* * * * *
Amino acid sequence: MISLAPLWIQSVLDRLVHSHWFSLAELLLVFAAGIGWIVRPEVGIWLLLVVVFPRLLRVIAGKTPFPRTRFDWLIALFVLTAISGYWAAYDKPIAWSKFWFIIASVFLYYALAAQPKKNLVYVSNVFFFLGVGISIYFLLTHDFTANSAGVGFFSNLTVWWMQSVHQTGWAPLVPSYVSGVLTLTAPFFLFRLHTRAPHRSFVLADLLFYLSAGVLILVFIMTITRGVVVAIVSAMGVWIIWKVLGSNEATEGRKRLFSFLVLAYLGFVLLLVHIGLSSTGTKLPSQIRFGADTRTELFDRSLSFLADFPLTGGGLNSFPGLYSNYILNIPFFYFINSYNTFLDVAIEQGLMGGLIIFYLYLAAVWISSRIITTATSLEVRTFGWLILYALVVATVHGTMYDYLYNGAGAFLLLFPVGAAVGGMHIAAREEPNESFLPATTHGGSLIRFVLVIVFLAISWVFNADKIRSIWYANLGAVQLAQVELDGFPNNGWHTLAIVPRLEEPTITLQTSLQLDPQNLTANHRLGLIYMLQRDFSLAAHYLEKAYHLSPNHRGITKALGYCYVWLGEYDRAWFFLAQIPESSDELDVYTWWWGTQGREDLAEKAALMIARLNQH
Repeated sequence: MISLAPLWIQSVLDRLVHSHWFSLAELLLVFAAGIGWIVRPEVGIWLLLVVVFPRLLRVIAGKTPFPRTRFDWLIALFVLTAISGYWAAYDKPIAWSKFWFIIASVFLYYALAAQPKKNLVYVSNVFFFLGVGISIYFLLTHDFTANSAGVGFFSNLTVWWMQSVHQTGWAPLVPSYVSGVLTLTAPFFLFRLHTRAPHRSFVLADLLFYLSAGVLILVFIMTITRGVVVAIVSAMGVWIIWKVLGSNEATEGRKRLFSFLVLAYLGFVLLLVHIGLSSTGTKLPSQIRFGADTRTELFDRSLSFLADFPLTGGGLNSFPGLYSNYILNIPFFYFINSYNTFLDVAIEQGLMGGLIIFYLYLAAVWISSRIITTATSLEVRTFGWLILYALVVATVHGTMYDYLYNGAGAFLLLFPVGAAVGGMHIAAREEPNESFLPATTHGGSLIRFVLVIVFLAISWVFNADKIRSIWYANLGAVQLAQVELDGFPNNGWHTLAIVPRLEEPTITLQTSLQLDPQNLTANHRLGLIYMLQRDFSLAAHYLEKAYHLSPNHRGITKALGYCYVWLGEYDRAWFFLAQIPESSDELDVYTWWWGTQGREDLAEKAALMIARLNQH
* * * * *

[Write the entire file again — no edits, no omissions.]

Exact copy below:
Amino acid sequence: MISLAPLWIQSVLDRLVHSHWFSLAELLLVFAAGIGWIVRPEVGIWLLLVVVFPRLLRVIAGKTPFPRTRFDWLIALFVLTAISGYWAAYDKPIAWSKFWFIIASVFLYYALAAQPKKNLVYVSNVFFFLGVGISIYFLLTHDFTANSAGVGFFSNLTVWWMQSVHQTGWAPLVPSYVSGVLTLTAPFFLFRLHTRAPHRSFVLADLLFYLSAGVLILVFIMTITRGVVVAIVSAMGVWIIWKVLGSNEATEGRKRLFSFLVLAYLGFVLLLVHIGLSSTGTKLPSQIRFGADTRTELFDRSLSFLADFPLTGGGLNSFPGLYSNYILNIPFFYFINSYNTFLDVAIEQGLMGGLIIFYLYLAAVWISSRIITTATSLEVRTFGWLILYALVVATVHGTMYDYLYNGAGAFLLLFPVGAAVGGMHIAAREEPNESFLPATTHGGSLIRFVLVIVFLAISWVFNADKIRSIWYANLGAVQLAQVELDGFPNNGWHTLAIVPRLEEPTITLQTSLQLDPQNLTANHRLGLIYMLQRDFSLAAHYLEKAYHLSPNHRGITKALGYCYVWLGEYDRAWFFLAQIPESSDELDVYTWWWGTQGREDLAEKAALMIARLNQH
Repeated sequence: MISLAPLWIQSVLDRLVHSHWFSLAELLLVFAAGIGWIVRPEVGIWLLLVVVFPRLLRVIAGKTPFPRTRFDWLIALFVLTAISGYWAAYDKPIAWSKFWFIIASVFLYYALAAQPKKNLVYVSNVFFFLGVGISIYFLLTHDFTANSAGVGFFSNLTVWWMQSVHQTGWAPLVPSYVSGVLTLTAPFFLFRLHTRAPHRSFVLADLLFYLSAGVLILVFIMTITRGVVVAIVSAMGVWIIWKVLGSNEATEGRKRLFSFLVLAYLGFVLLLVHIGLSSTGTKLPSQIRFGADTRTELFDRSLSFLADFPLTGGGLNSFPGLYSNYILNIPFFYFINSYNTFLDVAIEQGLMGGLIIFYLYLAAVWISSRIITTATSLEVRTFGWLILYALVVATVHGTMYDYLYNGAGAFLLLFPVGAAVGGMHIAAREEPNESFLPATTHGGSLIRFVLVIVFLAISWVFNADKIRSIWYANLGAVQLAQVELDGFPNNGWHTLAIVPRLEEPTITLQTSLQLDPQNLTANHRLGLIYMLQRDFSLAAHYLEKAYHLSPNHRGITKALGYCYVWLGEYDRAWFFLAQIPESSDELDVYTWWWGTQGREDLAEKAALMIARLNQH